Author + information
- Received November 26, 2017
- Revision received March 6, 2018
- Accepted March 20, 2018
- Published online May 16, 2018.
- Pierre Lantelme, MD, PhDa,b,∗ (, )
- Hélène Eltchaninoff, MD, PhDc,
- Muriel Rabilloud, MD, PhDd,e,f,g,
- Géraud Souteyrand, MD, PhDh,
- Marion Dupré, MDc,
- Marco Spaziano, MDi,j,
- Marc Bonnet, MDa,
- Clément Becle, MDa,b,
- Benjamin Riche, PhDd,e,f,g,
- Eric Durand, MD, PhDc,
- Erik Bouvier, MDi,
- Jean-Nicolas Dacher, MD, PhDk,
- Pierre-Yves Courand, MD, PhDa,b,
- Lucie Cassagnes, MD, PhDl,
- Eduardo E. Dávila Serrano, PhDb,
- Pascal Motreff, MD, PhDh,
- Loic Boussel, MD, PhDb,m,
- Thierry Lefèvre, MDi and
- Brahim Harbaoui, MD, PhDa,b
- aCardiology Department, Hôpital Croix-Rousse and Hôpital Lyon Sud, Hospices Civils de Lyon, Lyon, France
- bUniversity of Lyon, CREATIS UMR5220, INSERM U1044, INSA-15 Lyon, France
- cCardiology Service, Rouen–Charles-Nicolle University Hospital Center, National Institute of Health and Medical Research U644, Rouen, France
- dHospices Civils de Lyon, Service de Biostatistique et Bioinformatique, F-69003 Lyon, France
- eUniversité de Lyon, F-69000 Lyon, France
- fUniversité Lyon 1, F-69100 Villeurbanne, France
- gCNRS, UMR 5558, Laboratoire de Biométrie et Biologie Evolutive, Equipe Biostatistique-Santé,, F-69100 Villeurbanne, France
- hDepartment of Cardiology, Gabriel Montpied University Hospital Center, Image Science for Interventional Techniques, Cardiovascular Interventional Therapy and Imaging, National Scientific Research Center UMR, University of Auvergne, Clermont-Ferrand, 6284, France
- iInstitut Cardiovasculaire Paris Sud, Ramsay–Générale de Santé, France
- jDepartment of Cardiology, McGill University Health Center, Montreal, Canada
- kRadiology Department, Rouen–Charles-Nicolle University Hospital Center Rouen, France
- lRadiology Department, Gabriel Montpied University Hospital Center, and Institut Pascal, TGI UMR6602 CNRS UCA SIGMA, Faculté de Médecine, Clermont-Ferrand, France
- mRadiology Department, Hôpital Croix-Rousse, Hospices Civils de Lyon, Lyon, France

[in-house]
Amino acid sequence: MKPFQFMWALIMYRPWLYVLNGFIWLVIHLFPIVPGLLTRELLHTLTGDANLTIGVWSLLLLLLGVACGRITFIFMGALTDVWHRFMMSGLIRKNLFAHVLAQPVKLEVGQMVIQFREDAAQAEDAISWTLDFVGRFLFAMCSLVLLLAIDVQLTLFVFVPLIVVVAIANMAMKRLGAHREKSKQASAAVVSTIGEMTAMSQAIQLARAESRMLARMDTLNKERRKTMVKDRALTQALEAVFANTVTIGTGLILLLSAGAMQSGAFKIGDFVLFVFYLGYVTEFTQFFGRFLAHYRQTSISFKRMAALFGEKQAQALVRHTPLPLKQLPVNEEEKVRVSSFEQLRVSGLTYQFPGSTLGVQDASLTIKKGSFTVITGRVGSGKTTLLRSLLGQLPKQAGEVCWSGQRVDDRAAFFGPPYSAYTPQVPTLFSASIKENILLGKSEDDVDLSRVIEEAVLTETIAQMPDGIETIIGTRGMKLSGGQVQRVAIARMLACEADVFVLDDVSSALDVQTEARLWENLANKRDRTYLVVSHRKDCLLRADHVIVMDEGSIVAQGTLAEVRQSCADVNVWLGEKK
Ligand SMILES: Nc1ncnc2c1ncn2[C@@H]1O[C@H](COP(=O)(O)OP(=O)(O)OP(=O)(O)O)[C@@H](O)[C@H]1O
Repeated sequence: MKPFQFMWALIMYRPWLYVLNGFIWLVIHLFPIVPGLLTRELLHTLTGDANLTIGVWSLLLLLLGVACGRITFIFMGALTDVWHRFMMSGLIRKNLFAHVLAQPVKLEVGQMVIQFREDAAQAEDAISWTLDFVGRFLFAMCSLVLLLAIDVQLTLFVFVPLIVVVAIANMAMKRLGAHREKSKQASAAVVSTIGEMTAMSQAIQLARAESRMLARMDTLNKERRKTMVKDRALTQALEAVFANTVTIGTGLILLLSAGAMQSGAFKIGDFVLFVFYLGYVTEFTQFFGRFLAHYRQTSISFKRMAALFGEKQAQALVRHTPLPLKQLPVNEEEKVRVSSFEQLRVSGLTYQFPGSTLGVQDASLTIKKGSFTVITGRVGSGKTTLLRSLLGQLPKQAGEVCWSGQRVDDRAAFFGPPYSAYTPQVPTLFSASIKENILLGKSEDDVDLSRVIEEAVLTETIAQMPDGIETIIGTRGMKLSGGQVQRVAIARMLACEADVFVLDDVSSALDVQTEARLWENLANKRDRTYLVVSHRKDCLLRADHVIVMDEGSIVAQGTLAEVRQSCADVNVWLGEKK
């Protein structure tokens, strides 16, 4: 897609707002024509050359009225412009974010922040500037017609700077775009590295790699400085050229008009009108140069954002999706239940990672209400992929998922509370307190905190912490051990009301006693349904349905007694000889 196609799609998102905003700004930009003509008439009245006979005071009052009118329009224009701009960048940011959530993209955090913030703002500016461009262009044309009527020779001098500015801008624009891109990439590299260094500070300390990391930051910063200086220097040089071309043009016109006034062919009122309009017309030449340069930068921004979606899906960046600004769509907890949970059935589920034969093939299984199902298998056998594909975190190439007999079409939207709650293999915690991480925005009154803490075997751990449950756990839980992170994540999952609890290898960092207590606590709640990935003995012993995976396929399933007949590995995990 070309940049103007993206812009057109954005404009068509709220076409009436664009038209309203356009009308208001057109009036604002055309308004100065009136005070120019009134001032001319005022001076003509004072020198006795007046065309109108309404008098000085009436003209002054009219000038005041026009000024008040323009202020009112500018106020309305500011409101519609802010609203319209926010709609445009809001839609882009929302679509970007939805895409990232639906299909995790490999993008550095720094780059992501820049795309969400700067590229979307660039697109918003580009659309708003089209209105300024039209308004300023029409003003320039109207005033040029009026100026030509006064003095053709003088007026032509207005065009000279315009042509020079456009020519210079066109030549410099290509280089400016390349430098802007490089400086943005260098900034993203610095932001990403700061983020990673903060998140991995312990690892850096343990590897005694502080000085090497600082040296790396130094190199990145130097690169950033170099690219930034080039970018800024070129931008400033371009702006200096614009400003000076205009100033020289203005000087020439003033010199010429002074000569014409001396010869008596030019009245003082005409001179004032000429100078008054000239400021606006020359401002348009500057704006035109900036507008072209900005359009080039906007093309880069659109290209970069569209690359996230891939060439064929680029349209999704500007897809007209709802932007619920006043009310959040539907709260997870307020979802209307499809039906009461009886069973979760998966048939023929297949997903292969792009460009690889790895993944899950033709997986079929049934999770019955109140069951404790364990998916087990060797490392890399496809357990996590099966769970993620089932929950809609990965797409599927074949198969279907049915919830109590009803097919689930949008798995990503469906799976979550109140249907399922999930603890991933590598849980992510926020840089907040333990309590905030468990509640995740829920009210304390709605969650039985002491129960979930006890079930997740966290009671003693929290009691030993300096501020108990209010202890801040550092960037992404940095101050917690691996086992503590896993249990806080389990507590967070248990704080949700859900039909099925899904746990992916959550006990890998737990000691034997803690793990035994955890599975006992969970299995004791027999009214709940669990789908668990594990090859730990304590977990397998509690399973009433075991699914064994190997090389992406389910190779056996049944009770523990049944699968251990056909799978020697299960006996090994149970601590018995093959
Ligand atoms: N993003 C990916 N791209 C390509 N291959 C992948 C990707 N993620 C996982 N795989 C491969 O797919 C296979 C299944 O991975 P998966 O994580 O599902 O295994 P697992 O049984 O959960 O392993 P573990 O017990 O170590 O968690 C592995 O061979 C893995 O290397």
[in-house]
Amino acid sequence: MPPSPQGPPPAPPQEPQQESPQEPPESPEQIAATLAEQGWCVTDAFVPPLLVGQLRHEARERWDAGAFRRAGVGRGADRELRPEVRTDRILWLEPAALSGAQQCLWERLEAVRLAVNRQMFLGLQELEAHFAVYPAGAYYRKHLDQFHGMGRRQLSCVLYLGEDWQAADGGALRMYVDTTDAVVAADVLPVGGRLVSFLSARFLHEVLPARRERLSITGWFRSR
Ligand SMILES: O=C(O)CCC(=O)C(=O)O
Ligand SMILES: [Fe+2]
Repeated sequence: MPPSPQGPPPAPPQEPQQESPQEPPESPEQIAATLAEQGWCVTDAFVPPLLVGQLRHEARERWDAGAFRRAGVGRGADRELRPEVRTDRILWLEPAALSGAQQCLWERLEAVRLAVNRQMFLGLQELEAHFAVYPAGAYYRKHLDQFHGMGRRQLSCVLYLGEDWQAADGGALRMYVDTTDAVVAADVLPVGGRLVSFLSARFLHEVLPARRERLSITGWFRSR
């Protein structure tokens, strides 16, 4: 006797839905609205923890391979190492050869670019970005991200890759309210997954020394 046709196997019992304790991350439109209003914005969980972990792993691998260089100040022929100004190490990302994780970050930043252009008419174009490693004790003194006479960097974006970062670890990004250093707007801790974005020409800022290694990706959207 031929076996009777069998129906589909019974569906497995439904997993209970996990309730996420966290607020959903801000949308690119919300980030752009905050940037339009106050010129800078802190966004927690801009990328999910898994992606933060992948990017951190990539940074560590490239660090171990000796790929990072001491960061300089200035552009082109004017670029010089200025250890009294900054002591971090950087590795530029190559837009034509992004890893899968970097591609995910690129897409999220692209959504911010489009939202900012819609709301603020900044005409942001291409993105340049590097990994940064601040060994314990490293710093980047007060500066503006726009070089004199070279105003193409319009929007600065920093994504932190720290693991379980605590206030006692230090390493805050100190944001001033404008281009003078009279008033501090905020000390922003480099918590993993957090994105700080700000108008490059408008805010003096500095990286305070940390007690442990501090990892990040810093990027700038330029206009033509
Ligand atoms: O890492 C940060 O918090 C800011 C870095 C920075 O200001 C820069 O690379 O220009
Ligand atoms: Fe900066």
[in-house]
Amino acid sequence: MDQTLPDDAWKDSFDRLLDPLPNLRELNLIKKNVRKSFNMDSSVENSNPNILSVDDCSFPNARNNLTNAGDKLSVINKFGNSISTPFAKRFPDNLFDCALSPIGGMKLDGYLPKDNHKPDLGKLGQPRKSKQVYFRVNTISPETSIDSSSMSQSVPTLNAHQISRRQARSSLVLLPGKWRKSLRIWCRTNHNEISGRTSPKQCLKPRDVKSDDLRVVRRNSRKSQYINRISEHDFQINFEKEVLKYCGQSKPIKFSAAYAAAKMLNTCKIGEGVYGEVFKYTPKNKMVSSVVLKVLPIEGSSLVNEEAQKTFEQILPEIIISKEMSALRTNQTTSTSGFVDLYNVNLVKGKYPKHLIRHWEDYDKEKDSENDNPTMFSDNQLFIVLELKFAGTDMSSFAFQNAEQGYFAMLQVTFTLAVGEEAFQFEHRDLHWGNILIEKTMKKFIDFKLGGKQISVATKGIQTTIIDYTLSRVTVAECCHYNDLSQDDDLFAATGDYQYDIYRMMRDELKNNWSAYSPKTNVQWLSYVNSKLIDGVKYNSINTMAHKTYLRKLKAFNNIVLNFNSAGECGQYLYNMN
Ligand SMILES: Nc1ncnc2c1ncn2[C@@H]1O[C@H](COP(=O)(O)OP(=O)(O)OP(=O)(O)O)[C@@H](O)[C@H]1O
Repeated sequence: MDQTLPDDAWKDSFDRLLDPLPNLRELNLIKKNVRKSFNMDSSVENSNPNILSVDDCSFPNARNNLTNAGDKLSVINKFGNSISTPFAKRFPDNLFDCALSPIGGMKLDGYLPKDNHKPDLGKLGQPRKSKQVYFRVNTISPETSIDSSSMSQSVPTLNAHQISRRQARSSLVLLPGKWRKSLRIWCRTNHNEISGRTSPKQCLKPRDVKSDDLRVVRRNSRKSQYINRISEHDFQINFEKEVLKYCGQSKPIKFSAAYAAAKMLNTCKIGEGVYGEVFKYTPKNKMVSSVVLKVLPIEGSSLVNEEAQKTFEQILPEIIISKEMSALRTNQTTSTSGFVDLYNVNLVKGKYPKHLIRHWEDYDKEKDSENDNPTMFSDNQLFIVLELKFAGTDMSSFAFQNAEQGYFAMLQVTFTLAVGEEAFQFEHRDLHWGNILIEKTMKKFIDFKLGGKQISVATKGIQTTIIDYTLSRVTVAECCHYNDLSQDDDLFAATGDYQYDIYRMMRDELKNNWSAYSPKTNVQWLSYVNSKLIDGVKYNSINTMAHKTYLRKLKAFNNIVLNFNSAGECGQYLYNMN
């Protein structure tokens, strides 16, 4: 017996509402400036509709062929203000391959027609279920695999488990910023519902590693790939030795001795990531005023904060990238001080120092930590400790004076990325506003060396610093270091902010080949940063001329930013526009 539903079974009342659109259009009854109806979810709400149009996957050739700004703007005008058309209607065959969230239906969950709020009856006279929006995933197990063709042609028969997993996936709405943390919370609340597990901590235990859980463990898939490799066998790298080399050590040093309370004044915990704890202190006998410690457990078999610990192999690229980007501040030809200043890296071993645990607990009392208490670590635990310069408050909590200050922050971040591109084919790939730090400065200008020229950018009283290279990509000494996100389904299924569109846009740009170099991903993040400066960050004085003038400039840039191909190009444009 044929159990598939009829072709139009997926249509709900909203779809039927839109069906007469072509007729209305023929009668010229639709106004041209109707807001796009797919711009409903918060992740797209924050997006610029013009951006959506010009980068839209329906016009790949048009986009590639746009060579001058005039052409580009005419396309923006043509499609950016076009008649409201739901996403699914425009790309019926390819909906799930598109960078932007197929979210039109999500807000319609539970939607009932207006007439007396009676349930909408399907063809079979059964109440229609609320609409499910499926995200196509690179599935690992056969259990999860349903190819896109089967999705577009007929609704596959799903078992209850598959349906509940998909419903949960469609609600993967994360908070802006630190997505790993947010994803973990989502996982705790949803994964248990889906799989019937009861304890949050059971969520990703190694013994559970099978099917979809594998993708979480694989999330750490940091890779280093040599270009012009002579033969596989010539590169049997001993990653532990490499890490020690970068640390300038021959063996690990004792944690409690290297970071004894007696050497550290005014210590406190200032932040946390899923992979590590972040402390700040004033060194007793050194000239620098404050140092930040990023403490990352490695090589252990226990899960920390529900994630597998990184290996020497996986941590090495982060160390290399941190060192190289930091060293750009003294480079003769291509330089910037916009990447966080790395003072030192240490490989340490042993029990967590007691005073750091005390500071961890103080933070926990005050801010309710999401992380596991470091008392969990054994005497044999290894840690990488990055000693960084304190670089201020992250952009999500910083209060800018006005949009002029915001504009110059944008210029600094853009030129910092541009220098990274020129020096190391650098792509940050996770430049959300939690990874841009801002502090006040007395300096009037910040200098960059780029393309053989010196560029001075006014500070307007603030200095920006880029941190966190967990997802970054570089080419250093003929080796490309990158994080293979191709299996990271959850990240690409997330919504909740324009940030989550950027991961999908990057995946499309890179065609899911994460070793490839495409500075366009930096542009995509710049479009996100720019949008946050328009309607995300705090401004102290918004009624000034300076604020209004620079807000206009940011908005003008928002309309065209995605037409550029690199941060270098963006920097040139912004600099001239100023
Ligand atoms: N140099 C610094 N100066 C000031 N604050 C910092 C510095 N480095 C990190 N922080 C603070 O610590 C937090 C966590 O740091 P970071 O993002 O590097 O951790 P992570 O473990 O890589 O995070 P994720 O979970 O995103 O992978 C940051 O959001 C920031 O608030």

- ↵∗Address for correspondence:
Prof. Pierre Lantelme, Cardiology Department, Hôpital Croix-Rousse and Hôpital Lyon Sud, 103 Grande Rue de la Croix-Rousse, F-69004, Lyon, France.
Objectives The aim of this study was to develop a new scoring system based on thoracic aortic calcification (TAC) to predict 1-year cardiovascular and all-cause mortality.
Background A calcified aorta is often associated with poor prognosis after transcatheter aortic valve replacement (TAVR). A risk score encompassing aortic calcification may be valuable in identifying poor TAVR responders.
Methods The C4CAPRI (4 Cities for Assessing CAlcification PRognostic Impact) multicenter study included a training cohort (1,425 patients treated using TAVR between 2010 and 2014) and a contemporary test cohort (311 patients treated in 2015). TAC was measured by computed tomography pre-TAVR. CAPRI risk scores were based on the linear predictors of Cox models including TAC in addition to comorbidities and demographic, atherosclerotic disease and cardiac function factors. CAPRI scores were constructed and tested in 2 independent cohorts.
Results Cardiovascular and all-cause mortality at 1 year was 13.0% and 17.9%, respectively, in the training cohort and 8.2% and 11.8% in the test cohort. The inclusion of TAC in the model improved prediction: 1-cm3 increase in TAC was associated with a 6% increase in cardiovascular mortality and a 4% increase in all-cause mortality. The predicted and observed survival probabilities were highly correlated (slopes >0.9 for both cardiovascular and all-cause mortality). The model’s predictive power was fair (AUC 68% [95% confidence interval [CI]: 64–72]) for both cardiovascular and all-cause mortality. The model performed similarly in the training and test cohorts.
Conclusions The CAPRI score, which combines the TAC variable with classical prognostic factors, is predictive of 1-year cardiovascular and all-cause mortality. Its predictive performance was confirmed in an independent contemporary cohort. CAPRI scores are highly relevant to current practice and strengthen the evidence base for decision making in valvular interventions. Its routine use may help prevent futile procedures.
All authors have reported that they have no relationships relevant to the contents of this paper to disclose.
- Received November 26, 2017.
- Revision received March 6, 2018.
- Accepted March 20, 2018.
- 2018 American College of Cardiology Foundation
This article requires a subscription or purchase to view the full text. If you are a subscriber or member, click Login or the Subscribe link (top menu above) to access this article.